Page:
For the past last several years, NCSEA has known that North Carolina needed to establish the regulatory rules of the road for energy storage deployment. In September 2015, NCSEA published a white paper Batteries Not Included which outlined the barriers to energy storage deployment in North Carolina, and it seemed prudent to begin a collaborative dialogue with energy stakeholders in North Carolina and developers throughout the United States on how North Carolina could unlock the market in North Carolina — and by extension the Southeast. In April 2016, NCSEA began its collaborative work on energy storage in tandem with the Energy Storage Association’s annual conference in Charlotte, North Carolina.
Throughout the working group’s eight meetings over 18 months, much has been accomplished. In particular, the group analyzed:
How storage challenges vary depending on the asset owner and the location of the storage system relative to the point of interconnection (as outlined in the August 2016 Interim Working Group report); and,
Answers to the following three questions for residential, commercial and industrial customers:
What actions must be taken to justify the value proposition of energy storage to these customers?
What amount of space and level of active management is necessary for these customers to deploy energy storage?
What performance criteria are needed to justify an investment in energy storage to these customers?
In addition, the Working Group heard from the authors of the energy storage study completed by the Commonwealth of Massachusetts, spoke with officials in California to learn how utilities in that state have made their storage mandate part of their program design, and spoke with officials in Oregon to learn how energy storage has been integrated into Oregon’s IRP planning process.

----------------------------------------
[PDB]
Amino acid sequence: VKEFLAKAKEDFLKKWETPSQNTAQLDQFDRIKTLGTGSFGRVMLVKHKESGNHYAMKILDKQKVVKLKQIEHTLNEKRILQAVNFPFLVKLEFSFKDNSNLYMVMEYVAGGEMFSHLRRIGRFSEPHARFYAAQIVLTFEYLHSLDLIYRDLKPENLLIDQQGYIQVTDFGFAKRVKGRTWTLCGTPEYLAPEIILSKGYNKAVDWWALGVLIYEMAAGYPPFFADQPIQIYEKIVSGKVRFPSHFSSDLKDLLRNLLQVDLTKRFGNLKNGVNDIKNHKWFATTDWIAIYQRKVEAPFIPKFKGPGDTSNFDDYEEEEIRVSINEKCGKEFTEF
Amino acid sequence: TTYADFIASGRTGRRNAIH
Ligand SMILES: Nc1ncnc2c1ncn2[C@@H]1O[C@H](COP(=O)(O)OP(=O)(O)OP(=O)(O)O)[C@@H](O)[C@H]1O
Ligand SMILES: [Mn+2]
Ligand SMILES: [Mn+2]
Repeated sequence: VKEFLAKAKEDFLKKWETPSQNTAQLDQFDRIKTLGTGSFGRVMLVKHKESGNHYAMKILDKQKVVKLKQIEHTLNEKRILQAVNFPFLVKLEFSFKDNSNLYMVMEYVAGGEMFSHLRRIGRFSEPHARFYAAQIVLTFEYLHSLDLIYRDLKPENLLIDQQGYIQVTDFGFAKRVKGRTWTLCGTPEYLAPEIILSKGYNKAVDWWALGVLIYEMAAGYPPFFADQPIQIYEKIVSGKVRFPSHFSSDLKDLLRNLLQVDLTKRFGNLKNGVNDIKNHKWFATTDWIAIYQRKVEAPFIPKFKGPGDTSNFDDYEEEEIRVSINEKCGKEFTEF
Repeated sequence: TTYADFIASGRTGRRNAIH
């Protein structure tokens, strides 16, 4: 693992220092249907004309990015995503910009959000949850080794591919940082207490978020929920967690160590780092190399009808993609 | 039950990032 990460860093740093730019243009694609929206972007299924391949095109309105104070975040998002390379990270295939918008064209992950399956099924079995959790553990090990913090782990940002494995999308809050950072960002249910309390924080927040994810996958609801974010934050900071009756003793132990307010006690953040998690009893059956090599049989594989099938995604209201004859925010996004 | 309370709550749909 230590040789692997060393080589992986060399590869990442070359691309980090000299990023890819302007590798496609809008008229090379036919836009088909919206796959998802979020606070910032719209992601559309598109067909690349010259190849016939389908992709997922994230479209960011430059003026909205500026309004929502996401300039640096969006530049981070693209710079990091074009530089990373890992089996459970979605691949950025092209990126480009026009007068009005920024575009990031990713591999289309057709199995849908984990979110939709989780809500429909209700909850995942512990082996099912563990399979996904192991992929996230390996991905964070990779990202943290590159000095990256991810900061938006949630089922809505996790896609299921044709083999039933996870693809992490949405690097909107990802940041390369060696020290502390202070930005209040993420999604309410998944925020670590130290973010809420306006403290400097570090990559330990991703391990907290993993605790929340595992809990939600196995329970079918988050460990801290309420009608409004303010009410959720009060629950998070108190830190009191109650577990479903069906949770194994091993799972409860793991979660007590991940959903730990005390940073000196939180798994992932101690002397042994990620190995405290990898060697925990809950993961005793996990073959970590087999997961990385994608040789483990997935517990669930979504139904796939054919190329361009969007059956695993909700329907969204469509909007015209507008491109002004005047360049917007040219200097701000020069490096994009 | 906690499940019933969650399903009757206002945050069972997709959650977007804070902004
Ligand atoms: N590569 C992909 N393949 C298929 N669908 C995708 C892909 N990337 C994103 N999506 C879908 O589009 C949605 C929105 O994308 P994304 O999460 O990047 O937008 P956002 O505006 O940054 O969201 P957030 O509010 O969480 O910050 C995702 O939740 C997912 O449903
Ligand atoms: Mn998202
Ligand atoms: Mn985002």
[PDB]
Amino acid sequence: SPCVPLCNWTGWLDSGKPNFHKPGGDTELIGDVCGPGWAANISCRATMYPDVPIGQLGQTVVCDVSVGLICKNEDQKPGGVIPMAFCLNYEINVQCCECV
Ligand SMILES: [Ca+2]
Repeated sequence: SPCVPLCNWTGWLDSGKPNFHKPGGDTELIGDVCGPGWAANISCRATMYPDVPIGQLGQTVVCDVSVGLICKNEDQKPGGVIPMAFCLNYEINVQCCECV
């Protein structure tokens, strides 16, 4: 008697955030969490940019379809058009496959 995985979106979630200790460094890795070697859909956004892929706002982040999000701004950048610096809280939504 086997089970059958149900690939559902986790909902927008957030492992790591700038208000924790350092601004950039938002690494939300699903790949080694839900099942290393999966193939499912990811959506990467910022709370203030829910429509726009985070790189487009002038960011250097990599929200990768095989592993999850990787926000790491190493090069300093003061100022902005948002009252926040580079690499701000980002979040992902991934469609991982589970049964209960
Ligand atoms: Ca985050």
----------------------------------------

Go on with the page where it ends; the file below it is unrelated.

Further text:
After many months of working group and subcommittee work, the group agreed that North Carolina needed an energy storage study to answer four key questions:
What is the feasibility of energy storage in North Carolina?
What can energy storage do that is not being done today?
What would the economic potential or impact be on North Carolina?
What policies would be impacted by new energy storage development?
All four broad areas needed addressing in the study:
Defining Energy Storage
Opportunities for Energy Storage to Address Grid Operational Issues
Economic Impact of Energy Storage
Policy & Statutory Things that Need Changing to Get it Implemented in the Field
NCSEA and our partners worked with the NC General Assembly to included an energy storage study provision in HB 589. NCSEA also collaboratively secured private funding to match the public funding provided by the NC General Assembly (in a 1:1 match) to begin the current energy storage study conducted by the UNC Collaboratory and NC State University. The work is expected to be completed in December 2018.
NCSEA has also spoken on energy storage at conferences throughout North Carolina and the Southeast noting our progress, how the technology has matured, and its applications and benefits for North Carolina’s grid challenges.
NCSEA’s Energy Storage Working Group convenes an active dialogue toward the following goals:
- Developing guidance that allows energy storage to be utilized for all of its possible purposes;
- Creating a model for deploying energy storage that can be implemented in similarly situated states; and,
- Determining any outstanding considerations that impact energy storage deployment in North Carolina.
Working Group Resources
Browse NCSEA's Other Sector and Working Groups
Not a Member?
4800 Six Forks Road
Raleigh, NC 27609